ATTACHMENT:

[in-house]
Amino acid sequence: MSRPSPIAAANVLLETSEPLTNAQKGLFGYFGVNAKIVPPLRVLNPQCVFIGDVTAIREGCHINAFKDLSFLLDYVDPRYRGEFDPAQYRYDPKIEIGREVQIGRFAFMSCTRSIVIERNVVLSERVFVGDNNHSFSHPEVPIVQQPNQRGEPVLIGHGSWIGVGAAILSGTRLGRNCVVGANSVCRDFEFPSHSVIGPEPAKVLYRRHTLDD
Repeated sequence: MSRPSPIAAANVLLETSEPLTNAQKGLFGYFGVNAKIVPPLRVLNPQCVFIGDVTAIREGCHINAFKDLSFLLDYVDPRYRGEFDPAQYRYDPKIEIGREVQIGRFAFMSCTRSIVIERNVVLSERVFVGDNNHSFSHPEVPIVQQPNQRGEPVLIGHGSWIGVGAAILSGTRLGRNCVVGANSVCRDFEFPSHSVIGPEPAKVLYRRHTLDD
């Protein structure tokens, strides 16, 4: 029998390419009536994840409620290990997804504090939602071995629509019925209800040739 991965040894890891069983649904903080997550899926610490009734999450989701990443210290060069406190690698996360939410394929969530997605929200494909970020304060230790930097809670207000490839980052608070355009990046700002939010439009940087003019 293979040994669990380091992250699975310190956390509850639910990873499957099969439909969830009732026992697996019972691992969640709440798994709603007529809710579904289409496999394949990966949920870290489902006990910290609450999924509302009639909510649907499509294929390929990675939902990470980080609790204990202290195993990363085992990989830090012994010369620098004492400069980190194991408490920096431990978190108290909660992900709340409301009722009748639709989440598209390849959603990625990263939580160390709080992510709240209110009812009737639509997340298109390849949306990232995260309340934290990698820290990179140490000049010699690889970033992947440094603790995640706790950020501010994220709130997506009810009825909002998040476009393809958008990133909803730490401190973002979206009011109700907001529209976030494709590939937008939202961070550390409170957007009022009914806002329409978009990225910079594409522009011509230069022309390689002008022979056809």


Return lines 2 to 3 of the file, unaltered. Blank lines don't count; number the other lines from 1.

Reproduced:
Amino acid sequence: MSRPSPIAAANVLLETSEPLTNAQKGLFGYFGVNAKIVPPLRVLNPQCVFIGDVTAIREGCHINAFKDLSFLLDYVDPRYRGEFDPAQYRYDPKIEIGREVQIGRFAFMSCTRSIVIERNVVLSERVFVGDNNHSFSHPEVPIVQQPNQRGEPVLIGHGSWIGVGAAILSGTRLGRNCVVGANSVCRDFEFPSHSVIGPEPAKVLYRRHTLDD
Repeated sequence: MSRPSPIAAANVLLETSEPLTNAQKGLFGYFGVNAKIVPPLRVLNPQCVFIGDVTAIREGCHINAFKDLSFLLDYVDPRYRGEFDPAQYRYDPKIEIGREVQIGRFAFMSCTRSIVIERNVVLSERVFVGDNNHSFSHPEVPIVQQPNQRGEPVLIGHGSWIGVGAAILSGTRLGRNCVVGANSVCRDFEFPSHSVIGPEPAKVLYRRHTLDD